Chimney fires lighting up - wistv.com - Columbia, South Carolina

Chimney fires lighting up

WILMINGTON, NC (WECT) - Three students from UNC-Wilmington are spending Wednesday night with friends, after a chimney fire tore through the side of their home, early Monday morning.

Nationwide, 36 percent of house fires are caused by heating devices. The Wilmington Fire Department says when the temperature drops, chimney fires start lighting up.

If a gas, wood or pellet burning fire place chimney combusts, is cracked or is stuffed with residual soot, a chimney fire can break out.

Early Monday morning, Parker Wiebe noticed the house filling up with smoke even though their fire was small and contained.

"It kind of freaks me out," said Parker. "That's just something we would never think of, and it went up in flames."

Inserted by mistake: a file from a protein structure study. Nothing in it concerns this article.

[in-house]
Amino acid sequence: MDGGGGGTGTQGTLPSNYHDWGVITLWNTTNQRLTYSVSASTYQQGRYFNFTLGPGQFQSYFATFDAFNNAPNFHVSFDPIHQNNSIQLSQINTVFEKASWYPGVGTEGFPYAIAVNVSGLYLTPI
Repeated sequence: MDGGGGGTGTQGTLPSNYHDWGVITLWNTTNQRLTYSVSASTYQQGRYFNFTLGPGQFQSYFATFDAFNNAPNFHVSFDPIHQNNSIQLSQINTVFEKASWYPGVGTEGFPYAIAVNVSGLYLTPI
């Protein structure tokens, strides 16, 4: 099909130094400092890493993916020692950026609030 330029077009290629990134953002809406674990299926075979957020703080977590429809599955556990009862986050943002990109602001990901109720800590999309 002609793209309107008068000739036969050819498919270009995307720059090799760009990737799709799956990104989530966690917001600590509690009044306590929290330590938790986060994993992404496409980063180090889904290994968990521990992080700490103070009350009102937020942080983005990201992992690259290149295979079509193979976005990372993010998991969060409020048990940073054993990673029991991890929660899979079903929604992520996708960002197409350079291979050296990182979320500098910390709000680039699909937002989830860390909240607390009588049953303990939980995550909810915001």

Flames started at the top of Parker's chimney and eventually consumed most of the structure. Firefighters had to knock down the entire chimney, leaving a gaping hole in the side of his rental property.

"It's a shame that we have to have loss of life, or destruction of property for people to want to take it seriously," said Ron Segars, Jr., a co-owner of Ron's Fireside Shop. "A couple hundred bucks can save thousands of damage."

Ron says that most people put an annual chimney inspection and cleaning on the back burner, then simply forget about it before throwing logs in.

"Homes can be rebuilt and fire places can be remade, but people can't," said Ron.

Parker says his rental company is sending insurance agents out to assess the damage. He lost a couch and his roommate's TV was destroyed. They're thankful it did not reach the bedrooms and that everyone got out safely. In his next home, Parker says it's unlikely he will ever cozy up next to a fireplace again.

"I'm going to clean it and not use it!" laughed Parker. "I'll probably put decorations in my fire place in the future!"

The staff at Ron's Fireside Shop say chimney cleaning and inspection is not a "do-it-yourself" project. Professionals use special cameras, are up-to-date on fire codes and know what nooks-and-crannies to look for.

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